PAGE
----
Results—Mean absolute differences between the single-plane fluoroscopic analysis and RSA measurements were 0.60, 1.28, and 0.64 mm for craniocaudal, proximodistal, and mediolateral translations, respectively, and 0.63°, 1.49°, and 1.58° for flexion-extension, abduction-adduction, and internal-external rotations, respectively. Intra- and interobserver repeatability was strong with maximum mean translational and rotational SDs of 0.52 mm and 1.36°, respectively.

Conclusions and Clinical Relevance—Results suggested that single-plane fluoroscopic analysis performed by use of CT-derived bone models is a valid, noninvasive technique for accurately measuring 3-D femorotibial poses in dogs.

The ability to quantify joint kinematics with precision and in live subjects is vital to gaining an understanding of pathomechanics and the effects of treatment for many joint disorders. Numerous methods for measuring in vivo joint kinematics in humans and dogs have been described.1,2 Of these, optical motion capture analysis is the most commonly reported kinematic analysis technique used in dogs1,3–6 and involves tracking skin markers attached at specific anatomic landmarks. Despite the widespread availability, ease of implementation, and low cost of motion capture systems, the accuracy and repeatability of this modality are limited by variability introduced by marker positioning and from skin and soft tissue movement.1,7–9 These systems are thus typically restricted to measuring joint flexion-extension motion only.

Tracking the motion of bones during ambulation in dogs can be accomplished without skin marker variability by physically attaching marker devices to bone. One of the earliest 3-D kinematic investigations of canine stifle joints involved the use of an instrumental spatial linkage, where the linkage was attached to the femur and tibia of dogs by use of modified bone plates.10 A similar kinematic investigation involved tracking the motion of canine stifle joints by use of bone-implanted tantalum metal beads and RSA principles.11 Radiostereometric analysis is accepted as the gold-standard method for tracking bone motion, with reported accuracy in canine stifle joints of 0.06 mm for translations and 0.31° for rotations.11–13 In those stifle joint kinematic studies10,11 of dogs, motion was measured in all 3 planes, and results have provided insight into the biomechanics of cranial cruciate ligament insufficiency in dogs. Although these techniques provide highly accurate and reproducible results, the invasiveness and inherent risks associated with surgically implanting the markers limit their application in a clinical setting.

Single-plane fluoroscopy has been used to accurately measure 3-D kinematics of the human knee in a noninvasive manner.14–16 This technique involves the creation of 3-D femoral and tibial bone models from CT scans of the subject; these models are superimposed over lateral view knee fluoroscopic images acquired during various activities; the 3-D bone models are manipulated until the silhouette of the model and the corresponding 2-D fluoroscopic image precisely overlap. This technique offers the main advantage of being noninvasive. Single-plane fluoroscopic analysis error in humans has been reported to be < 1.2 mm for sagittal plane translations and 1.3° for all rotations.14 Kinematic analysis with biplanar fluoroscopy with the shape-matching technique has been described in humans and is reported to have superior accuracy over single-plane fluoroscopic analysis.14 Despite increased accuracy attained with biplanar analyses, the high costs, lack of availability, and limited field of view provided by 2 fluoroscopes operating concurrently limit its applicability in the veterinary clinical setting.17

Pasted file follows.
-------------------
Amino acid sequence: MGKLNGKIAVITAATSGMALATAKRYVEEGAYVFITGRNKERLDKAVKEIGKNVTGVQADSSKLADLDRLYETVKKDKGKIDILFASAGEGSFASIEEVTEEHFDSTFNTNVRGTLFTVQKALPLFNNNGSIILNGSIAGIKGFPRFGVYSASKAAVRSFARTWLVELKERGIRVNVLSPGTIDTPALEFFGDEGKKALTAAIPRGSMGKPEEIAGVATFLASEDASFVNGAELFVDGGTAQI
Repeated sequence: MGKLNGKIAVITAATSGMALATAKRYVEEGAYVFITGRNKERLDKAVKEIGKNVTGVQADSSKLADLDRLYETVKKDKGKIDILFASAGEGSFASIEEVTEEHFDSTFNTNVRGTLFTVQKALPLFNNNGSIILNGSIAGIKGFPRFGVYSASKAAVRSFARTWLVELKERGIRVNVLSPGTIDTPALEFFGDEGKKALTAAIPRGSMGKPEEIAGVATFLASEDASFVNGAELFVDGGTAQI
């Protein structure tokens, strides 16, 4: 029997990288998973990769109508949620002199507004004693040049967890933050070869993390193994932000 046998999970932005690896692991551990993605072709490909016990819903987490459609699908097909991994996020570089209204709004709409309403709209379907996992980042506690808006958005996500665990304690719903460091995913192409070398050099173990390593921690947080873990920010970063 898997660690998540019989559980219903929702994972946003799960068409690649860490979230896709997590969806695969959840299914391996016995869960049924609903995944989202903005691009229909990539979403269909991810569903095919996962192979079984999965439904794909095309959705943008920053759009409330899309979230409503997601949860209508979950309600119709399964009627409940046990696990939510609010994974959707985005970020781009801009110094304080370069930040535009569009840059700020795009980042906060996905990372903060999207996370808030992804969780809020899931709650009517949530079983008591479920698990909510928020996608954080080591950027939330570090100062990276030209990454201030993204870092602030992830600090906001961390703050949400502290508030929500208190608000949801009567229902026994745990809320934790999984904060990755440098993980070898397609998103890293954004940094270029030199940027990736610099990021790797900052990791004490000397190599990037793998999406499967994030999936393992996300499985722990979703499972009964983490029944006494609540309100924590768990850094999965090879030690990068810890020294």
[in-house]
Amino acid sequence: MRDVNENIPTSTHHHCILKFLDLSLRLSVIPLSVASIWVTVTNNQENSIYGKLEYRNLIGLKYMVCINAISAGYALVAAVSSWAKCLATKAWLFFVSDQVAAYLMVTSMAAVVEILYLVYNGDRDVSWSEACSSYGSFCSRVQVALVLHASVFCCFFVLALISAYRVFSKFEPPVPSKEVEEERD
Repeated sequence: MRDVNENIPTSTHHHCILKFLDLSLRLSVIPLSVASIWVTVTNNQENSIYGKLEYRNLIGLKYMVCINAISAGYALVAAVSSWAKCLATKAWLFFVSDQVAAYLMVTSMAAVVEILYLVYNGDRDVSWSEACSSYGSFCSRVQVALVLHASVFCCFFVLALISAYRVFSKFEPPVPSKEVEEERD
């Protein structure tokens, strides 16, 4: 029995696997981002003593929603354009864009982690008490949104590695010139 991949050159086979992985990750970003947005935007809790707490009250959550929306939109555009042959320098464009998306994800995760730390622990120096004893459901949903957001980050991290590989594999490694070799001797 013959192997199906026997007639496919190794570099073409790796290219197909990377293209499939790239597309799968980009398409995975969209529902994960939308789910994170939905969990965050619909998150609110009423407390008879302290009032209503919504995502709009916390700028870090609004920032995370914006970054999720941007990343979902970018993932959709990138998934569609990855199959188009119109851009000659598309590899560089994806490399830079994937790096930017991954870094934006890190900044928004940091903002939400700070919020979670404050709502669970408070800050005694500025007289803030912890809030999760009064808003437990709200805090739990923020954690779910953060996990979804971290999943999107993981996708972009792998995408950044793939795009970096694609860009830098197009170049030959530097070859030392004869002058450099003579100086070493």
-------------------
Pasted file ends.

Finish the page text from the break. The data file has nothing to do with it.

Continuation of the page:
The accuracy of measuring femorotibial joint motion by use of single-plane fluoroscopy in dogs cannot be extrapolated from human studies because of differences in osseous morphology, size, and cadence. Reporting the feasibility and accuracy of single-plane fluoroscopy for the stifle joint of dogs is required to conduct valid in vivo dynamic studies that use this methodology. The purpose of the study reported here was to determine the accuracy of a digital bone-model–based, single-plane fluoroscopic technique for measuring 3-D kinematics of normal canine stifle joints, with a biplanar marker–based digitally modified RSA technique used as a reference for measuring femorotibial poses during simulated pelvic limb ambulation in a cadaver specimen. We hypothesized that single-plane fluoroscopic analysis of canine stifle joints would offer a high degree of accuracy for rotations and translations in the sagittal plane (flexion-extension, craniocaudal translation, and proximodistal translation), with poorer accuracy for rotations and translations out of the sagittal plane (mediolateral translation, abduction-adduction, and internal-external rotation). We further hypothesized that this technique would have a high level of inter- and intraobserver repeatability.